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ACRE Coverage of Issue 3 in Arkansas

WATERHOUSE_Ulises_y_las_SirenasAccording to a recent poll, 35% of Arkansas voters are still undecided on Issue 3. This ballot issue is a major change to Arkansas’s Constitution, and it is crucial that Arkansas voters are well informed when they head to the polls. To assist with this process, ACRE policy analysts and scholars have produced several written summaries and one video summarizing the arguments.

The most in-depth and important analysis is a policy brief written by Jacob Bundrick and Dr. Jeremy Horpedahl. You can read the full analysis in “Economic Development or Risky Business? A Citizen’s Guide to Issue 3, 2016.” Here are their concluding thoughts:

In 1798 Thomas Jefferson wrote, “Let no more be heard of confidence in man, but bind him down from mischief by the chains of the constitution.” On November 8, voters in Arkansas will decide whether they prefer the chains of the constitution or confidence in the men and women of the legislature to restrain themselves in issuing debt.

The idea to use Jefferson’s metaphor of “the chains of the constitution” came to the authors when listening to proponents of Issue 3, such as its main sponsor Sen. Jon Woods who said “our hands are tied” with regard to economic development. Similar language was recently used by Randy Zook and Jay Chesshir, representatives of two of the largest chambers of commerce in Arkansas. Bundrick and Horpedahl agree that this metaphor is apt, but also wanted to point out that the main purpose of a constitution is to tie the hands of governments. Otherwise we could leave everything up to a simple majority vote.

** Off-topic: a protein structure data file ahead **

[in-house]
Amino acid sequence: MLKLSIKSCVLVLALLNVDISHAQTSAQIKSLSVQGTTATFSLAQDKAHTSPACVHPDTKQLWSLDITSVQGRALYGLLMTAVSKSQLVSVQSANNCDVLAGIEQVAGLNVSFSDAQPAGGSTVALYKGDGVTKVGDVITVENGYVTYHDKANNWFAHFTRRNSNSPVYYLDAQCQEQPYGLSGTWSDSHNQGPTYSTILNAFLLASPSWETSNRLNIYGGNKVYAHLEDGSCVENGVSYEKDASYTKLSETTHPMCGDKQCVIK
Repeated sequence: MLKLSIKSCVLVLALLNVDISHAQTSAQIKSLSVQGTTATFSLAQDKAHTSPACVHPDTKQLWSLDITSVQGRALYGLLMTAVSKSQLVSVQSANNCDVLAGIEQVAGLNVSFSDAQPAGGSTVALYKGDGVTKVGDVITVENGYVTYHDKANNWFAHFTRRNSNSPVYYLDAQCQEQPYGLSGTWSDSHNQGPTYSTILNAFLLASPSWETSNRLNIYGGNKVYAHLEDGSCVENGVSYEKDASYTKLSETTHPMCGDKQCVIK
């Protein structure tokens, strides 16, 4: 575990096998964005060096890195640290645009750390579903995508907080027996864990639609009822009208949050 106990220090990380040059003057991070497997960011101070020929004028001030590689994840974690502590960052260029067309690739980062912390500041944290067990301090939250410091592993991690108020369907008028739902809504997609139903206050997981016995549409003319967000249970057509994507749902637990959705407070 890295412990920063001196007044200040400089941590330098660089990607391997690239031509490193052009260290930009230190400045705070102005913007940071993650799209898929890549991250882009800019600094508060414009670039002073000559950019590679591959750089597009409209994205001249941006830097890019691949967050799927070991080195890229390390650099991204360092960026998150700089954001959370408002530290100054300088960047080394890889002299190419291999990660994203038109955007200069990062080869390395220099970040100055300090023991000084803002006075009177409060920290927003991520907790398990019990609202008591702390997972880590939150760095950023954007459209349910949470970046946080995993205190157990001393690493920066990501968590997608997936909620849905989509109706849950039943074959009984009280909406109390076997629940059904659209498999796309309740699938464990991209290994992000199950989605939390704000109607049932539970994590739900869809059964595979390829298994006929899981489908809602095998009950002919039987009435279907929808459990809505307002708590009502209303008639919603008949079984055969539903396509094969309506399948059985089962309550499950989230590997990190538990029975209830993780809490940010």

In addition to the policy brief, there are several shorter analyses of Issue 3 that ACRE has produced or contributed to in recent weeks:

Along with Jefferson’s “chains of the constitution” quotation, the image the authors chose to represent the issue is the famous painting Ulysses and the Sirens. Economists have often used this story from The Odyssey to explain the main function of constitutions, whereby governments “tie their own hands” to prevent being tempted in the future. Will the voters be tempted by the siren song of economic development? Or can the legislature (and future legislatures) restrain themselves even without the Arkansas Constitution formally tying their hands?